• Restrictive. Because it’s impossible to know when you’ll need to use your emergency fund, you may not want to lock all your money away in a CD.
  • Higher minimum deposit requirements. Opening deposits could be as low as $0 or as high as $10,000 depending on which bank you go with.

Roth IRAs

A Roth IRA is a retirement vehicle that’s funded with after-tax dollars. But they’re also a great place to store your emergency fund.


  • Higher potential rate of return. You invest your Roth IRA in the stock market, which means you could earn a higher return than you would with a savings account, money market or CD.
  • Can withdraw principal balance at any time. Unlike other retirement accounts, you can withdraw the money you put into your Roth IRA at any time without penalty.
  • Tax-free withdrawals. Qualified Roth IRA withdrawals are always tax-free, so you won’t have to worry about paying taxes on the money you take out.


  • Returns aren’t guaranteed. Unlike bank accounts that are federally-insured, you could lose some of your principal balance if you don’t invest your Roth IRA funds wisely.
  • Possible early withdrawal penalty. You could pay a 10% early withdrawal penalty if you withdraw interest for a nonqualifying expense before age 59 1/2.
  • Takes time to withdraw money. Accessing funds in a Roth IRA could take a couple of days if your custodian needs to sell off some of your investments and transfer the proceeds to your bank account first.

Treasury bills or bonds

Treasury bills or T-bills are short-term bonds backed by the US government. You typically buy them at a discount and sell them for profit at maturity.


  • Tax-free interest. With a bank account, any interest you earn is considered taxable interest. But Treasury bill interest is typically tax-free, which means you’ll add even more cash to your emergency fund.
  • Low minimums. Usually, $100 is all you need to start investing in Treasury bills, making it a good option for those with a limited budget to start.
  • Multiple maturity lengths. T-bill maturity dates range from four weeks to one year, so you can choose a term that’s comfortable for you. You can also stagger terms to maintain access to your money during an emergency.


  • Not federally-insured. T-bills are backed by the US government, so they’re low-risk. But returns aren’t guaranteed.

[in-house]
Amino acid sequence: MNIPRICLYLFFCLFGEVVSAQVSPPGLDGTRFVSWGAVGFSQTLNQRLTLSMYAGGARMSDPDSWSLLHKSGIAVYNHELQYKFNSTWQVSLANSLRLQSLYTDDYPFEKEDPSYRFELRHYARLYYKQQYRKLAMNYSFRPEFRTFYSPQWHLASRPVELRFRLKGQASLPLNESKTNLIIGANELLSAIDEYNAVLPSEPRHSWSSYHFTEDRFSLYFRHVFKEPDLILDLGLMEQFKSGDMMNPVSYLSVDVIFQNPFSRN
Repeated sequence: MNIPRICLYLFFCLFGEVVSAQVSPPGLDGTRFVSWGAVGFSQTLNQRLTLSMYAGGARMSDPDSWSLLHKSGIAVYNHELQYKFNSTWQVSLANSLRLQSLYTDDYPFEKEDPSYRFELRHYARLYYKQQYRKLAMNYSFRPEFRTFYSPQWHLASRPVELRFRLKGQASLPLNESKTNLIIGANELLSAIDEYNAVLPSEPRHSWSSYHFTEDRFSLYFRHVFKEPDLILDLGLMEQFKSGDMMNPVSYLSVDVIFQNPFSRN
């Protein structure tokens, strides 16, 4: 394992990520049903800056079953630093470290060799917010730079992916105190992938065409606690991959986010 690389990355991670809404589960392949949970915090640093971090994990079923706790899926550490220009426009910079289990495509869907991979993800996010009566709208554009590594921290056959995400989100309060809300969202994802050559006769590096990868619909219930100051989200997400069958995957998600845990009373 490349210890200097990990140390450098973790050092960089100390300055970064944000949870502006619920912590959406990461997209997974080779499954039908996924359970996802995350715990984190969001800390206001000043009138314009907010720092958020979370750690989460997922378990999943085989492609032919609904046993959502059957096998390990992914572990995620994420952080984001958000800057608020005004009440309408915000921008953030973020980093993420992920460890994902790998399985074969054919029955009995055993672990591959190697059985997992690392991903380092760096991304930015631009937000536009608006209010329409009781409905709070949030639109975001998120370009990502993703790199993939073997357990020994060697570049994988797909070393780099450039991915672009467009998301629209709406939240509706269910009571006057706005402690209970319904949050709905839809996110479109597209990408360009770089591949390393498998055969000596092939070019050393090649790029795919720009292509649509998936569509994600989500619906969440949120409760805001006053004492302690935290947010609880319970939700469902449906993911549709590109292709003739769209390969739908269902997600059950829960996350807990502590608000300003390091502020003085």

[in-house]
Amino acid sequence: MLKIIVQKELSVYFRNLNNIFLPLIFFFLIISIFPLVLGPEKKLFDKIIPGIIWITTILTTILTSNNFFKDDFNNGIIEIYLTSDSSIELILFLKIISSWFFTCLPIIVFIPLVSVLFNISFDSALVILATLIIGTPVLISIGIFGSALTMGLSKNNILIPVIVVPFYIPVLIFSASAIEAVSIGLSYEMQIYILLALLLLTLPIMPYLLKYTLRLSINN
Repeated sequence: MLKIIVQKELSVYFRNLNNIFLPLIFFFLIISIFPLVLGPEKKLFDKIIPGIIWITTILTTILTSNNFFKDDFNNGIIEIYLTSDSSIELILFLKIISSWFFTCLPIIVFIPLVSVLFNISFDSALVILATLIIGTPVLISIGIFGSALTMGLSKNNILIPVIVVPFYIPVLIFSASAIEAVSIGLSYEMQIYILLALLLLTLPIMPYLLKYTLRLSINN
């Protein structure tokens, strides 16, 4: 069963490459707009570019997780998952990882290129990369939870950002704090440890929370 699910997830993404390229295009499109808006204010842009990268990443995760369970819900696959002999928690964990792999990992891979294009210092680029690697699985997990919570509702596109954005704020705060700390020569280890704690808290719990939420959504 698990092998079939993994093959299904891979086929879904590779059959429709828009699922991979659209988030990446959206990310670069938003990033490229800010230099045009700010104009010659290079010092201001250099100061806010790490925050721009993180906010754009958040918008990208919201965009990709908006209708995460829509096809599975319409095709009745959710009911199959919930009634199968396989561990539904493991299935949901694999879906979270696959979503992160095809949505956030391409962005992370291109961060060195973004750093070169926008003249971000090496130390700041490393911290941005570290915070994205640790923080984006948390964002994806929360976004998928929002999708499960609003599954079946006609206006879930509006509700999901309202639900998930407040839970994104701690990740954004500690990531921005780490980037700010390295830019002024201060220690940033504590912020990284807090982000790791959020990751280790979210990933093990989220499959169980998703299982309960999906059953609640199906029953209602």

• Interest paid at maturity. You can sell Treasury bills before maturity if you’re in a pinch, but you won’t receive any interest.
  • Not easily accessible. If you need to access your money before your T-bill matures, it could take a couple of days to sell your investment, process the transaction and receive your funds.

Compare emergency fund account options

Use this table to compare these six popular accounts to keep your emergency fund in:

Savings accountsMoney marketDigital bank accountsCDRoth IRATreasury bills
Easily accessible
Guaranteed returns
Low opening deposits
Minimal fees
Low-risk account

6 factors to consider for your emergency fund

Consider these factors when you’re comparing accounts for your emergency fund:

  1. Access. Does the account offer online or mobile access to manage your money and view account activity?
  2. Customer service. How can you reach customer service if you need help with your account?
  3. Interest. Does the account pay a competitive interest rate?
  4. Deposits and withdrawals. Can you easily make withdrawals through transfers or with an ATM card?
  5. Fees. Does this financial institution charge monthly or service fees that could eat into your balance?
  6. Requirements. Find out how much you’re required to deposit or maintain when you open the account.

How much should I put in my emergency savings?

A general rule of thumb is to save between three to six month’s worth of expenses, while some experts suggest saving for up to one year. However, how much you can contribute depends on your income, expenses and financial goals among other factors.

You can start a small emergency fund with as little a few hundred dollars, which may come in handy for things like unexpected car repairs, pet emergencies or other essentials.

Compare savings accounts for your emergency fund

Use this table to compare popular savings account options you can use for your emergency fund.

Name Product Annual Percentage Yield (APY) Fee Minimum deposit to open Interest compounding Offer
Aspiration Spend & Save Account
Finder Rating: 4.2 / 5: ★★★★★
Aspiration Spend & Save Account
Up to 5.00%
$0 per month or $7.99 per month for Aspiration Plus ($5.99 per month if you pay annually)
Deposits are fossil fuel-free. A spend and save combo account with unlimited cash back rewards and deposits insured by the FDIC.
CIT Savings Connect
Finder Rating: 5 / 5: ★★★★★
CIT Savings Connect
Earn an impressive APY on your entire balance. This straightforward online savings account has no monthly service or account opening fees.
Bread Savings™ High-Yield Savings
Finder Rating: 4.3 / 5: ★★★★★
Bread Savings™ High-Yield Savings
Earn competitive interest rates with this high-yield savings account you can open in just minutes. Member FDIC.
UFB Elite Savings
Finder Rating: 5 / 5: ★★★★★
UFB Elite Savings